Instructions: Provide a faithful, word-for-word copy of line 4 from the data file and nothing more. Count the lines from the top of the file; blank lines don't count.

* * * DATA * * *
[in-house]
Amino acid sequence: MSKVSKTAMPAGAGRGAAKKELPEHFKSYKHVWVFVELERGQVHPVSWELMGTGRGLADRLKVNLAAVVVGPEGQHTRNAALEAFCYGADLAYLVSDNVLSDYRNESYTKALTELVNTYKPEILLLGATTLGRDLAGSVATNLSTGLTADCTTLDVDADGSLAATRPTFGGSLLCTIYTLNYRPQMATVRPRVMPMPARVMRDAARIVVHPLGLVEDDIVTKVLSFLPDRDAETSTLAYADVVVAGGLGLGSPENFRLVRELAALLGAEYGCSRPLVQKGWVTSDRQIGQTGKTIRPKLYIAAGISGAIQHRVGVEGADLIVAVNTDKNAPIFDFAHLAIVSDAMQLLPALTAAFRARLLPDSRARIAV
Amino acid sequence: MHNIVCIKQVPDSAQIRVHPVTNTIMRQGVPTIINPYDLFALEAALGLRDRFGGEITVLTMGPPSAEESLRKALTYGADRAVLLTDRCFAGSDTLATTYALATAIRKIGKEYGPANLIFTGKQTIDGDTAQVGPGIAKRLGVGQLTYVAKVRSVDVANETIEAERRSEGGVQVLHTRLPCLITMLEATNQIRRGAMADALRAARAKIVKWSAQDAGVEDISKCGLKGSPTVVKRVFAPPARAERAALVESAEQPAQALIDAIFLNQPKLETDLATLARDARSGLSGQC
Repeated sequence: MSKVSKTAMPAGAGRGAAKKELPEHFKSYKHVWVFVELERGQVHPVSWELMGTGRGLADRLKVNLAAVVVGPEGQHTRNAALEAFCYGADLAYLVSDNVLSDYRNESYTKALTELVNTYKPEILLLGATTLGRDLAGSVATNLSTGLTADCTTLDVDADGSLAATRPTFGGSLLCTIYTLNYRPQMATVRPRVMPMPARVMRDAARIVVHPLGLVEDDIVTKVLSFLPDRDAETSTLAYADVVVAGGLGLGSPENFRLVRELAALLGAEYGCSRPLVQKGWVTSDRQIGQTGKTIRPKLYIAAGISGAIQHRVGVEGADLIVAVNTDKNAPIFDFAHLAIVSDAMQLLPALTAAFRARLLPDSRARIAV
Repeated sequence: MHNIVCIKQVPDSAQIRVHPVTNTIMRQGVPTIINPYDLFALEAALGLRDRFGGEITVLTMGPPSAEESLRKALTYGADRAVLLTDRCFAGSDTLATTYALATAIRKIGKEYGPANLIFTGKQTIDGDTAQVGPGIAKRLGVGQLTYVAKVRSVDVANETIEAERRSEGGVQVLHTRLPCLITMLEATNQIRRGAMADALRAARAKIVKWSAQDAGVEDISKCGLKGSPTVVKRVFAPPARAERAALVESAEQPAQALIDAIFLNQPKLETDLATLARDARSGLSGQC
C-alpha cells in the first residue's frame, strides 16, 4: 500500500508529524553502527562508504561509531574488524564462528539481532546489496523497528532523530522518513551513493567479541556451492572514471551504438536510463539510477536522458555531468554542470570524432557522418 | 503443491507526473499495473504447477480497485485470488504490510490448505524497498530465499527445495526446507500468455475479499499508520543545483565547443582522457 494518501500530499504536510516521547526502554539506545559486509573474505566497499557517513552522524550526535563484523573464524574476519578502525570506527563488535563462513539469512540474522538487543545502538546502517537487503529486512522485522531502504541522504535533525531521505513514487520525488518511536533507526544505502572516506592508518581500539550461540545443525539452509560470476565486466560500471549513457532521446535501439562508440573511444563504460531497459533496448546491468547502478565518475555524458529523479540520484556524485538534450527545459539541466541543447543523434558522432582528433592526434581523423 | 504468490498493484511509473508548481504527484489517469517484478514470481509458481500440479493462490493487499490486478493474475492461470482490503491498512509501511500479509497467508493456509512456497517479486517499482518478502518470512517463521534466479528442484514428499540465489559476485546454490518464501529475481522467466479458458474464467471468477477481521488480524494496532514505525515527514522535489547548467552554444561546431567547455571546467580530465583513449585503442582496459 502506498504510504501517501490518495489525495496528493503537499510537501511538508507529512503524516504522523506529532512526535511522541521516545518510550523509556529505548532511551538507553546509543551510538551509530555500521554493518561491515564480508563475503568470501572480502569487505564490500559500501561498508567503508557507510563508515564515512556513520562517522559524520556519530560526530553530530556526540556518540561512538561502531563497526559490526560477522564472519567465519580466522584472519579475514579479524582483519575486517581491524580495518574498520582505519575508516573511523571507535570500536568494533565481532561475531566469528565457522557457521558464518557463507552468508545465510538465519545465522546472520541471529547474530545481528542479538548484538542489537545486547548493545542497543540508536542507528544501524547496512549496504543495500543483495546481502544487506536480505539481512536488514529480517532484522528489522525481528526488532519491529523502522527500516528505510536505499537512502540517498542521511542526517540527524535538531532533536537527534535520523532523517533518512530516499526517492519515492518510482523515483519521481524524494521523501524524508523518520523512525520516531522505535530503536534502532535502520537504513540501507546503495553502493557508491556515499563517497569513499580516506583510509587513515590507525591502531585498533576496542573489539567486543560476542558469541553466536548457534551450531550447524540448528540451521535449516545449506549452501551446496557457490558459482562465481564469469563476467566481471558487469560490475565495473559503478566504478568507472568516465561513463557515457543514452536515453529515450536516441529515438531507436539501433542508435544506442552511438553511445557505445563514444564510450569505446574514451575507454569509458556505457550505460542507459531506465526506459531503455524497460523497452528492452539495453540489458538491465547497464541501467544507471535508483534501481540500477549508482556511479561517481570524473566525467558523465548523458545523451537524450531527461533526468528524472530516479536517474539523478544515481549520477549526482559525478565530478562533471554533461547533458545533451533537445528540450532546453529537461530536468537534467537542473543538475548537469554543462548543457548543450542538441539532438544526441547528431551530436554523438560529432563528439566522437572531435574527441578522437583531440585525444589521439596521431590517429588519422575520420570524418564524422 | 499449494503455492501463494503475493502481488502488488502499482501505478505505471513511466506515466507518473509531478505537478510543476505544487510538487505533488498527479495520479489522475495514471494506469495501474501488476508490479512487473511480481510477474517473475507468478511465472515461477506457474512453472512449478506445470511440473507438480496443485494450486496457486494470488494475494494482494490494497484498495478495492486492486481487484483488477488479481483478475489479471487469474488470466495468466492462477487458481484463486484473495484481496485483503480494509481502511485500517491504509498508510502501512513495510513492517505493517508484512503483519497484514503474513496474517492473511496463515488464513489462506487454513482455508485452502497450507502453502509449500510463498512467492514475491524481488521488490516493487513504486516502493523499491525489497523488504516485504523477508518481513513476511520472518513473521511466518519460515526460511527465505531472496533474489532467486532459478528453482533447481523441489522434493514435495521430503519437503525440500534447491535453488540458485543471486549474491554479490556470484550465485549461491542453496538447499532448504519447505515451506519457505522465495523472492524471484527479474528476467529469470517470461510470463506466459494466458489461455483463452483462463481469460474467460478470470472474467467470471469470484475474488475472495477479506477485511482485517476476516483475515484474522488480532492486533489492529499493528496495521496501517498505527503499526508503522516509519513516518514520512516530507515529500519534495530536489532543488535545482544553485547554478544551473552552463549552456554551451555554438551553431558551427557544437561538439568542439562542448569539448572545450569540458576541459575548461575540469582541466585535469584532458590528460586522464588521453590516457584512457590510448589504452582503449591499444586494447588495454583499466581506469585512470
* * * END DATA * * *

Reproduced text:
Repeated sequence: MSKVSKTAMPAGAGRGAAKKELPEHFKSYKHVWVFVELERGQVHPVSWELMGTGRGLADRLKVNLAAVVVGPEGQHTRNAALEAFCYGADLAYLVSDNVLSDYRNESYTKALTELVNTYKPEILLLGATTLGRDLAGSVATNLSTGLTADCTTLDVDADGSLAATRPTFGGSLLCTIYTLNYRPQMATVRPRVMPMPARVMRDAARIVVHPLGLVEDDIVTKVLSFLPDRDAETSTLAYADVVVAGGLGLGSPENFRLVRELAALLGAEYGCSRPLVQKGWVTSDRQIGQTGKTIRPKLYIAAGISGAIQHRVGVEGADLIVAVNTDKNAPIFDFAHLAIVSDAMQLLPALTAAFRARLLPDSRARIAV